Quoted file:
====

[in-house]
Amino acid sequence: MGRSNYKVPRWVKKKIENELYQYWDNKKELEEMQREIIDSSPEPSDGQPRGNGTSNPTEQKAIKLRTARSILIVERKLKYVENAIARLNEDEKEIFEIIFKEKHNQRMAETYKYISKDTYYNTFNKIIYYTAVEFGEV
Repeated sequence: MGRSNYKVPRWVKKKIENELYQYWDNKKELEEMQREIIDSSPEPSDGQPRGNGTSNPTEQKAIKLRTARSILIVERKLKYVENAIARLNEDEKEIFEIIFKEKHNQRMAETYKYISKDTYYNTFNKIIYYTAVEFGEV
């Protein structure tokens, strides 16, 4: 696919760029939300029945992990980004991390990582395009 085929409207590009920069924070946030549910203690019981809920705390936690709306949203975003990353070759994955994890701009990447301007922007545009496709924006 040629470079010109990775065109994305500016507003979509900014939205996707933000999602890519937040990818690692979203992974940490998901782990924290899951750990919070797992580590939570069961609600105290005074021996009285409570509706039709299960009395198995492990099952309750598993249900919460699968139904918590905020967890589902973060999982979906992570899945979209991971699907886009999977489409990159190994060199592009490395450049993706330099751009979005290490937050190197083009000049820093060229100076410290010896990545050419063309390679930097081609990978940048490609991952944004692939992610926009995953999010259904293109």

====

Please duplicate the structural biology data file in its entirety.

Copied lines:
[in-house]
Amino acid sequence: MGRSNYKVPRWVKKKIENELYQYWDNKKELEEMQREIIDSSPEPSDGQPRGNGTSNPTEQKAIKLRTARSILIVERKLKYVENAIARLNEDEKEIFEIIFKEKHNQRMAETYKYISKDTYYNTFNKIIYYTAVEFGEV
Repeated sequence: MGRSNYKVPRWVKKKIENELYQYWDNKKELEEMQREIIDSSPEPSDGQPRGNGTSNPTEQKAIKLRTARSILIVERKLKYVENAIARLNEDEKEIFEIIFKEKHNQRMAETYKYISKDTYYNTFNKIIYYTAVEFGEV
């Protein structure tokens, strides 16, 4: 696919760029939300029945992990980004991390990582395009 085929409207590009920069924070946030549910203690019981809920705390936690709306949203975003990353070759994955994890701009990447301007922007545009496709924006 040629470079010109990775065109994305500016507003979509900014939205996707933000999602890519937040990818690692979203992974940490998901782990924290899951750990919070797992580590939570069961609600105290005074021996009285409570509706039709299960009395198995492990099952309750598993249900919460699968139904918590905020967890589902973060999982979906992570899945979209991971699907886009999977489409990159190994060199592009490395450049993706330099751009979005290490937050190197083009000049820093060229100076410290010896990545050419063309390679930097081609990978940048490609991952944004692939992610926009995953999010259904293109």